Our apartment, though very plain, has a terrific view and could be pretty snazzy if someone with plenty of cash and better taste than the US Government decorated it. In this very neighborhood, there are tons of home decor stores with sleek, modern furniture in the windows. But, well, you know how it is. Scratched-up Drexel, covered with whatever I can throw over it to hide it.
The same goes for the terrace. If a rich Austrian lived here, they would probably put big pots of shrubbery on the terrace to improve the view, along with an elegant little wrought iron café table. They might even pay someone to clean the picture windows.
But, I live here, and like most renters, and I am not inclined to spend a fortune on things I can’t take with me. And, I have a cat, requiring a quick and dirty solution to discourage him from walking on the roof, seven stories up.
So, my terrace is decorated with cheap plastic Home Depot pots (lighter in the HHE than terra cotta) and whatever else I could scrounge up to plant in, including plastic bags. With an improvised chicken wire fence to deter the cat. It’s Nashville on the Danube, folks!
Spring seems to have finally arrived, after winter so interminable even the Viennese were getting pretty grumpy about it. Daffodils and forsythia have just popped out in the park across the street. So, it’s time to plant!
I’ve moved nearly all the pots up to the roof (see cat, above) and topped them off with a bit of compost and extra gardening soil. Last week, I planted spinach, chard, and lettuce, all of which are supposed to be winter-hardy. Some of those seeds have already sprouted. Plus sage and parsley. And “Katzengrass” for the cats (it’s a thing here–lots of apartment kitties).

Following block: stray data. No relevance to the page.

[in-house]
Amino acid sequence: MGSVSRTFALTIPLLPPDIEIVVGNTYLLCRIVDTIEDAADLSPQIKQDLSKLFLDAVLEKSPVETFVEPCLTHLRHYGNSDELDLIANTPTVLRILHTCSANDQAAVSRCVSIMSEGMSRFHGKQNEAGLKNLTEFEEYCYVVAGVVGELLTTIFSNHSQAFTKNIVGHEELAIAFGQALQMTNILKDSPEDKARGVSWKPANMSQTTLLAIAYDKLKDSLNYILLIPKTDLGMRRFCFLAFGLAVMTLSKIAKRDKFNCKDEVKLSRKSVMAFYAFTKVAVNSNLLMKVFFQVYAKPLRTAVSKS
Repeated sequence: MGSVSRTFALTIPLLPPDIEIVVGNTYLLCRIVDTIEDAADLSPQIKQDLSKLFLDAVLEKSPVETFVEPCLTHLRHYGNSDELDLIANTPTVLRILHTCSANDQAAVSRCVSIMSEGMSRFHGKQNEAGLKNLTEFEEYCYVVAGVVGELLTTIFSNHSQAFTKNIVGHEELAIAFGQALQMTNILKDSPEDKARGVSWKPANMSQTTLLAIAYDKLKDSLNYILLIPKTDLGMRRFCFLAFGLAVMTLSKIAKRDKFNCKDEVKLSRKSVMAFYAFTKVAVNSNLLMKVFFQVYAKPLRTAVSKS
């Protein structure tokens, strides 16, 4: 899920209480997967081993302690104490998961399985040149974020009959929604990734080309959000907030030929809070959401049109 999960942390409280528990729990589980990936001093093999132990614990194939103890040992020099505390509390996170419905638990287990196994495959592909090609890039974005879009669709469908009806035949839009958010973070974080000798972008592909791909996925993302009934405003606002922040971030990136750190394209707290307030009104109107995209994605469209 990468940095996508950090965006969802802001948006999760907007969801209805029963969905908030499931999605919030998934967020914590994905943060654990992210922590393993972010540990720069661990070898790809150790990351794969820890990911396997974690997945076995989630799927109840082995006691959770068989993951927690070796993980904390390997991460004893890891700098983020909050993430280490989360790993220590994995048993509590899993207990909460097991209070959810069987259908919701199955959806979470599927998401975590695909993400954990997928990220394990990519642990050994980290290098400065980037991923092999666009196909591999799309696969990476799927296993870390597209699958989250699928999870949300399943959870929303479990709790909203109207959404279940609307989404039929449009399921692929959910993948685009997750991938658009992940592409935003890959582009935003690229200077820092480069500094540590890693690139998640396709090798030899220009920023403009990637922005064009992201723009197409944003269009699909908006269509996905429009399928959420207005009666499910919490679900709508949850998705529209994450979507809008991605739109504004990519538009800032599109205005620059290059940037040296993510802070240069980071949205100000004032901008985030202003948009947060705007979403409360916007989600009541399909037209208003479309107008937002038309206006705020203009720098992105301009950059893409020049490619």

Today, I experimentally planted a few bush beans, thinking maybe in full sun on the warm metal roof they could do OK this early. If not, they are easy to replant. And in another experiment, planted a few basil seeds under little greenhouses made of recycled strawberry containers. We shall see.
Later, I’m going to plant zucchini, and see if I can find some “Tumbling Tom” cherry tomatoes to grow upside down in a couple of pots. And, of course, I will plant some turnip greens once I can get the seeds. A girl needs her greens, after all.
It may not be an elegant terrace, but it works for me.
Thank you for your Northern European gardening advice!!